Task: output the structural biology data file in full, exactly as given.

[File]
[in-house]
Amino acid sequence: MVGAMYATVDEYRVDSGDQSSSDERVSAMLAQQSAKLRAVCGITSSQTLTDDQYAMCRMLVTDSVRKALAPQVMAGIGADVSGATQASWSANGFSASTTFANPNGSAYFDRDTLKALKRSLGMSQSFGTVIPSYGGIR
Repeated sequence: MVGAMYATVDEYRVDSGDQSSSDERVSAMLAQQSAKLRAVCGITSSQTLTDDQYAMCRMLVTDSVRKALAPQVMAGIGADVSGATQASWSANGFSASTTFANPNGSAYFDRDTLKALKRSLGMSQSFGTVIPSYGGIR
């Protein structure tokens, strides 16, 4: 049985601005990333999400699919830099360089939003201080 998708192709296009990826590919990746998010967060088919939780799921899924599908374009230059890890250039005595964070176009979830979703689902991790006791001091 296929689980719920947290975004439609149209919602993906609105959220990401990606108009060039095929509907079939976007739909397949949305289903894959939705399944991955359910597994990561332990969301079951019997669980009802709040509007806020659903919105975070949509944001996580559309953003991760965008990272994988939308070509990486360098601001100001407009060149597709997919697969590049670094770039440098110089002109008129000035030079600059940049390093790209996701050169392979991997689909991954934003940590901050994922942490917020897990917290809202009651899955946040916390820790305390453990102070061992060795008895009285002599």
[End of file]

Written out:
[in-house]
Amino acid sequence: MVGAMYATVDEYRVDSGDQSSSDERVSAMLAQQSAKLRAVCGITSSQTLTDDQYAMCRMLVTDSVRKALAPQVMAGIGADVSGATQASWSANGFSASTTFANPNGSAYFDRDTLKALKRSLGMSQSFGTVIPSYGGIR
Repeated sequence: MVGAMYATVDEYRVDSGDQSSSDERVSAMLAQQSAKLRAVCGITSSQTLTDDQYAMCRMLVTDSVRKALAPQVMAGIGADVSGATQASWSANGFSASTTFANPNGSAYFDRDTLKALKRSLGMSQSFGTVIPSYGGIR
């Protein structure tokens, strides 16, 4: 049985601005990333999400699919830099360089939003201080 998708192709296009990826590919990746998010967060088919939780799921899924599908374009230059890890250039005595964070176009979830979703689902991790006791001091 296929689980719920947290975004439609149209919602993906609105959220990401990606108009060039095929509907079939976007739909397949949305289903894959939705399944991955359910597994990561332990969301079951019997669980009802709040509007806020659903919105975070949509944001996580559309953003991760965008990272994988939308070509990486360098601001100001407009060149597709997919697969590049670094770039440098110089002109008129000035030079600059940049390093790209996701050169392979991997689909991954934003940590901050994922942490917020897990917290809202009651899955946040916390820790305390453990102070061992060795008895009285002599």